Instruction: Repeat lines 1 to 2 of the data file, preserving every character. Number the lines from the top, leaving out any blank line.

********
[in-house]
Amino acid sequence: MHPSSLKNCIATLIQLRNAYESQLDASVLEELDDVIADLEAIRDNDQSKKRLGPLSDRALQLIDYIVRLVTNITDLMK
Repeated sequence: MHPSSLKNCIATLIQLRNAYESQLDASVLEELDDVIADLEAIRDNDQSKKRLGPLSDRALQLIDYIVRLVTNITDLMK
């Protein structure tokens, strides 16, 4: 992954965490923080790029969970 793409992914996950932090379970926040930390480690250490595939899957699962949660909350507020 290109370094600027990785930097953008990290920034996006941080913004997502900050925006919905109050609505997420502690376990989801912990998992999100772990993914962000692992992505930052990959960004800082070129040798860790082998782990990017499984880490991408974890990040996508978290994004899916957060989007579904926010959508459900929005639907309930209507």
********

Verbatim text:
[in-house]
Amino acid sequence: MHPSSLKNCIATLIQLRNAYESQLDASVLEELDDVIADLEAIRDNDQSKKRLGPLSDRALQLIDYIVRLVTNITDLMK